Alfie Cox makes up 18 position in the real stuff South Africa's Gauloises KTM Factory motorcyclist, Alfie Cox, moved up 18 places in the overall standings during the 5th stage of the 2005 TelefÃ³nica Dakar race. This was the first real test for...
Alfie Cox makes up 18 position in the real stuff
South Africa's Gauloises KTM Factory motorcyclist, Alfie Cox, moved up 18 places in the overall standings during the 5th stage of the 2005 Telefónica Dakar race. This was the first real test for the motorcycle competitors and it proved too much for some. KTM works rider, Jordi Duran, had a big crash at the 100 km mark. The Spaniard who turned 25 on the 2nd of December has retired from the Dakar after breaking his shoulder and femur during the fall, whilst 22 year old American, Kellon Walch, who celebrated his birthday on the 2nd of January finished 47th, loosing a lot of following his accident.
Cox was clearly relieved at today's finish: "I was still very worried at the start this morning, because I did not know what the injury from my first stage 'wake-up call' was going to do on a long and bumpy stage. I can still feel a bit of pain, but I can hardly believe it is the same shoulder as on the first day." The KTM physiotherapist believes that Cox's strong muscular upper body is the main cause for the quick recovery of his shoulder injury, because the muscles have taken over the function of the inflamed tendon.
"I am very shocked and disappointed about Jordi (Duran). At the 100 km mark, (where Duran crashed) a helicopter was tracking me and it was very difficult to concentrate in the rough and unforgiving terrain," said Cox
"Like today's winner, Andy Caldecott, I also felt at home with the stage reminding of places like the Tarkastad and Caledon races in South Africa with very rough patches opening up to high speed dusty stretches. The secret today was to go fast, but not to get a wheel off the main track, because a broken rim or buckled disc would cost you dearly. At the 178 km refuel point everyone's rear tyres were 75% worn. With about 200 km of special stage and 33 km of liaison left, we had just about no tread on our tyres," explained a clearly more relaxed Cox.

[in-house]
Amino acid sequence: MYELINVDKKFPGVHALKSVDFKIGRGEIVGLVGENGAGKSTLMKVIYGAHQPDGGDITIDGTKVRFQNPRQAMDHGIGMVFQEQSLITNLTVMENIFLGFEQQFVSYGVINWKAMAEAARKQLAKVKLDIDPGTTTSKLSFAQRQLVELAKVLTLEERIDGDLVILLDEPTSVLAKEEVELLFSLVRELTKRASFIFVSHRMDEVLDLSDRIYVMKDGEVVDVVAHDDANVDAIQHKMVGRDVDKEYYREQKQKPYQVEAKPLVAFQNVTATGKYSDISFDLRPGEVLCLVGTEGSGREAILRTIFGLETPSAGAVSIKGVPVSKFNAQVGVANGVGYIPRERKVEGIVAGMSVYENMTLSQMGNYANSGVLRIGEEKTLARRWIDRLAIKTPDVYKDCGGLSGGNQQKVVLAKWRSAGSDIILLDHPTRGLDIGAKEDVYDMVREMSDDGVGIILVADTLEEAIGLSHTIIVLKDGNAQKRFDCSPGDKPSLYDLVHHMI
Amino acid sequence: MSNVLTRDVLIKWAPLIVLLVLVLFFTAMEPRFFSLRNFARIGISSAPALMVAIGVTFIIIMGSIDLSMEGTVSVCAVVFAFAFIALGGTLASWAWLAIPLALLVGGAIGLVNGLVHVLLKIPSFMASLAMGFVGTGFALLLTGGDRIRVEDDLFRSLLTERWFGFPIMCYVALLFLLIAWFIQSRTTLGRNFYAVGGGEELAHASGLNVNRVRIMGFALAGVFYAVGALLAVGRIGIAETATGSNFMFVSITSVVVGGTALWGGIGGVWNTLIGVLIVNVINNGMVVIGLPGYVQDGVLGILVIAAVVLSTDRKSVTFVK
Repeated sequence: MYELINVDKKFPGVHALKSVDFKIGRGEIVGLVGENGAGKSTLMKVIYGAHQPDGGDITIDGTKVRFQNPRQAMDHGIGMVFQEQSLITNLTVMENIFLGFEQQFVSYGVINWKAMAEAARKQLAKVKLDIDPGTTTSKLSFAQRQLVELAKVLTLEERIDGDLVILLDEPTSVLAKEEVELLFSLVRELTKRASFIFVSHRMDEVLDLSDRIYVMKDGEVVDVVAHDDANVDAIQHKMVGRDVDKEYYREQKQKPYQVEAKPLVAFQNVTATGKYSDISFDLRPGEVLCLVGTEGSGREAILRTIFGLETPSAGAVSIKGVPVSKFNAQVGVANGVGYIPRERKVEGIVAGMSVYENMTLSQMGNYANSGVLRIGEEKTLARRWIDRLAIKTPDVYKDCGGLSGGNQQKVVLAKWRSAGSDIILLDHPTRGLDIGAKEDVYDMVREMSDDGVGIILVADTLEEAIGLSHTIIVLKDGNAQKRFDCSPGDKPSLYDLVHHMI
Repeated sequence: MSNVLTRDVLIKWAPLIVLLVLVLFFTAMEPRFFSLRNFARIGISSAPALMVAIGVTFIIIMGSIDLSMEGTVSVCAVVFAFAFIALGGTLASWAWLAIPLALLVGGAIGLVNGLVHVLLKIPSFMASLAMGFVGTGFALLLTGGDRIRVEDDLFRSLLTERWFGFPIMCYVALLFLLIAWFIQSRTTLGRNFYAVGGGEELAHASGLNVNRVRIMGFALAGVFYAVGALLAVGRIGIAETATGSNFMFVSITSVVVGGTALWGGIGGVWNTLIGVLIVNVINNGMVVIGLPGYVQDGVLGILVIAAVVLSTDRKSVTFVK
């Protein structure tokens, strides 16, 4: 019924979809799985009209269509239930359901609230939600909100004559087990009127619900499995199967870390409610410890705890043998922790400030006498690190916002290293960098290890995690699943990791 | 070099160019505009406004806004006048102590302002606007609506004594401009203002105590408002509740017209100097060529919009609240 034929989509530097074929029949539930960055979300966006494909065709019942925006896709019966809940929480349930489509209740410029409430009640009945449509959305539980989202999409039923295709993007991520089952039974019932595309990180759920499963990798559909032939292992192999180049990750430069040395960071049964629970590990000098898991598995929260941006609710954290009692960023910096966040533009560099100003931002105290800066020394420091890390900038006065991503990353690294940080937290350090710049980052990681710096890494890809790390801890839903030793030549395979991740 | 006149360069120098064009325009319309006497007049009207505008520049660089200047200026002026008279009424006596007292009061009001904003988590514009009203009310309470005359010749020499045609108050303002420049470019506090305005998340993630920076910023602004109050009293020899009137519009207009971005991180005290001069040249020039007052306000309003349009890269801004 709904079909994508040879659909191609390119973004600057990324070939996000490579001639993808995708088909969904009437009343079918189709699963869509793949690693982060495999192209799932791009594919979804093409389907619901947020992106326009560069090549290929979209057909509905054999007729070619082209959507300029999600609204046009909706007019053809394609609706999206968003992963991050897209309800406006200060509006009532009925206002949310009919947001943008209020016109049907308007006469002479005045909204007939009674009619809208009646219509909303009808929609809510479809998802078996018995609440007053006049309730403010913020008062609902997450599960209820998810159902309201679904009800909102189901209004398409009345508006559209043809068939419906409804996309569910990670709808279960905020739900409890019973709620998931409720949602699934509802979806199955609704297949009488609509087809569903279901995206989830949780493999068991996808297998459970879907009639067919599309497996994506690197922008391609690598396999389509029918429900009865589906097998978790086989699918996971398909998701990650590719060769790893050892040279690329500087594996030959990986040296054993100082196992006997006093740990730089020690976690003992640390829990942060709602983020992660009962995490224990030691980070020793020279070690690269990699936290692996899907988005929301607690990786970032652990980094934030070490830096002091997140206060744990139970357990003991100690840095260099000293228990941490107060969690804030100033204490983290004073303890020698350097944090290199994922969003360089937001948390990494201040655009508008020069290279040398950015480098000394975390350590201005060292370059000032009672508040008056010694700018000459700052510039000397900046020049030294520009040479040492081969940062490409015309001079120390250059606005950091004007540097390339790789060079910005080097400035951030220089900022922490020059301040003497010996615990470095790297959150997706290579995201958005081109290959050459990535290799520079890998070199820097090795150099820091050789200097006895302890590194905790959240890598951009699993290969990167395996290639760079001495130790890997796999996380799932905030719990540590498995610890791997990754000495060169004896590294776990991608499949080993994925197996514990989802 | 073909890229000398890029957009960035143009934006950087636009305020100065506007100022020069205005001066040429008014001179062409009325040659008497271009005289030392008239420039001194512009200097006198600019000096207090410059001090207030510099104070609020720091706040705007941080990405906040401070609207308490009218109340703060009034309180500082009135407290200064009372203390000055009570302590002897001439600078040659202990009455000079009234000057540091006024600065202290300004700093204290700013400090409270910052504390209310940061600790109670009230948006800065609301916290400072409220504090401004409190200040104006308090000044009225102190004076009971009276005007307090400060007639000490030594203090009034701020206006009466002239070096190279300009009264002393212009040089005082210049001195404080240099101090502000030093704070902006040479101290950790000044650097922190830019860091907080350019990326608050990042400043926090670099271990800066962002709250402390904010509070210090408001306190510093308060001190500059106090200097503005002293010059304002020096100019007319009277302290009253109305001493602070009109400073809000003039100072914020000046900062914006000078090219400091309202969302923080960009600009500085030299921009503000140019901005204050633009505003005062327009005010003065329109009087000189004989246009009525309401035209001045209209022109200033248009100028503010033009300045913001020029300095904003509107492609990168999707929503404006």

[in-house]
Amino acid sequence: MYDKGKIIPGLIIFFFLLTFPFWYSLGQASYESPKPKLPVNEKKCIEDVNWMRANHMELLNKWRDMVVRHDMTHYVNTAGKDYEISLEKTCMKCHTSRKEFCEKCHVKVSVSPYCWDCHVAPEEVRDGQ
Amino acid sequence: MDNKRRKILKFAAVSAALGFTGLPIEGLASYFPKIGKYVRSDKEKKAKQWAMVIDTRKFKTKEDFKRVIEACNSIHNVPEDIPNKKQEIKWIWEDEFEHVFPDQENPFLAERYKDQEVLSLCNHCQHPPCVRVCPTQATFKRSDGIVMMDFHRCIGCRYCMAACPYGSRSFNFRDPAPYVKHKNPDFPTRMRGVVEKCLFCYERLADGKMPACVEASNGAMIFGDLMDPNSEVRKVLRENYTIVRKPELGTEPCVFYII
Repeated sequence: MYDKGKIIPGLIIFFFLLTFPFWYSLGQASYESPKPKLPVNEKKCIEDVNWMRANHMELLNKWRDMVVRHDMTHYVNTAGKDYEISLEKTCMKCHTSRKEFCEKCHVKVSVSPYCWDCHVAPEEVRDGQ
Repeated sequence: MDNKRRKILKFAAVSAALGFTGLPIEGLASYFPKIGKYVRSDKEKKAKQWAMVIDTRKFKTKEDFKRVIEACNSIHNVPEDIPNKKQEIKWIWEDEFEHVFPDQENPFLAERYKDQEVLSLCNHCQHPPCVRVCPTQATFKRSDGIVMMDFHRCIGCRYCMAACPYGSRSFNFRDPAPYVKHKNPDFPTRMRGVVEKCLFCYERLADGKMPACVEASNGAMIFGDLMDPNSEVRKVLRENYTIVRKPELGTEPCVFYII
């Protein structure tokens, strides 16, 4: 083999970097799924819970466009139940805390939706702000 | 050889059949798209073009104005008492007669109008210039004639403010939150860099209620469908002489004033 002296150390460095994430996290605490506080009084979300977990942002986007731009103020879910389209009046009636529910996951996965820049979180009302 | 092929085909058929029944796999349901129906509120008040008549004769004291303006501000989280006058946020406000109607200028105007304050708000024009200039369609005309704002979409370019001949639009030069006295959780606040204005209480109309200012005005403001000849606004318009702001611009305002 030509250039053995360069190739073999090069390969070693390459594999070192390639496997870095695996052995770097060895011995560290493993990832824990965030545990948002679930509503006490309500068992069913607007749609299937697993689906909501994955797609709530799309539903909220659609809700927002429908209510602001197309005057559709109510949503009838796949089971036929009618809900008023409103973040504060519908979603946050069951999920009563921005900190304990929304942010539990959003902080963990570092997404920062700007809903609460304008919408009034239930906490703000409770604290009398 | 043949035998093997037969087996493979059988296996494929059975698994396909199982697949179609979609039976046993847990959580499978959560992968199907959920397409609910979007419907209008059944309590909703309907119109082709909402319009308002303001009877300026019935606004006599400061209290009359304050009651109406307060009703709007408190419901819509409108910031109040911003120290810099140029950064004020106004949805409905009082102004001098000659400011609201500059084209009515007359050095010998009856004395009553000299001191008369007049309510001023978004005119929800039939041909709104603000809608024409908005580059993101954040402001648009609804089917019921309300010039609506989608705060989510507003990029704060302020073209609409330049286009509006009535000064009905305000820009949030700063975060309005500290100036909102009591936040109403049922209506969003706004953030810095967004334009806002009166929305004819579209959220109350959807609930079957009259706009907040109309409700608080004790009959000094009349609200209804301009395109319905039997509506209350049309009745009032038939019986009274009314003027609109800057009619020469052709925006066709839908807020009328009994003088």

Today was physically and mentally tough on all the competitors; six time motorcycle and one time car winner of the Dakar, Frenchman, Stephane Peterhansel suffered three punctures on his Mitsubishi Evolution 3.
"At the 300 km mark the road opened up and the last 80 km home was absolutely flat-out," said Cox with the familiar adrenaline rush smile on his face.
New overall motorcycle leader, Marc Coma from Spain commented: "This first stage in Morocco was very dangerous, especially with the dust. You had to follow the road book very well, to avoid mistakes. I lost my friend Jordi (Duran) today. That's a shame for him, but for the team too because we all need each other to go to Dakar. Apart from that, I'm happy with my day. It was a very winding track, mentally demanding because of the many changes in rhythm. You had to focus all the way. After the refuel, Alfie caught me and we rode together to the finish line. The bike is perfect. Now, I took the leadership, but it's not so important because there's still a long way and many kilometres to Dakar. It is a great feeling to be the new race leader, even though I have not won a single stage until now."
Stage winner, 40 year old Andy Caldecott from Australia was very happy with his performance saying: "It's a very good day for me. There were so many rocks on the track and that was very tricky. So, I rode very carefully. I scared myself 2 or 3 times by going a little too fast in tight corners. I had no problem at all, but I prefer to be more careful. Then, on the second part of the stage I took good care of the tyres. I know this kind of track well because it's very similar to the ones I am used to in Australia. I had fun today."
Crossing into Mauritania from the Western Sahara region in Morocco, competitors will start riding at 05:00 and pass through the "frontier" where they have to be very careful to stay on track during the liaison stage to avoid landmines over the 121 km liaison stage tomorrow morning. This stage from Smara to Zouérat is traditionally known as the turning point in the Dakar and Alfie Cox expects riders like two times winner Fabrizio Méoni from Italy, who is currently placed sixth overall, to show their strength tomorrow.
The 492 km sand and dune special stage starts at 09:05 (11:05 SA time) for the motorcycles, with the front runners expected at the finish by 13:35, an expected average speed of 85 km/h. After the initial flat-out start on sandy tracks, the dune fields will test skill, reflex, concentration and perseverance.
With the newly implemented rules on marathon stages, tomorrow is the last high speed race day before two very long but much slower marathon days when the motorcycle competitors will not be able to swop wheels at the overnight stop. Tomorrow promises to be action packed.
-coen van zyl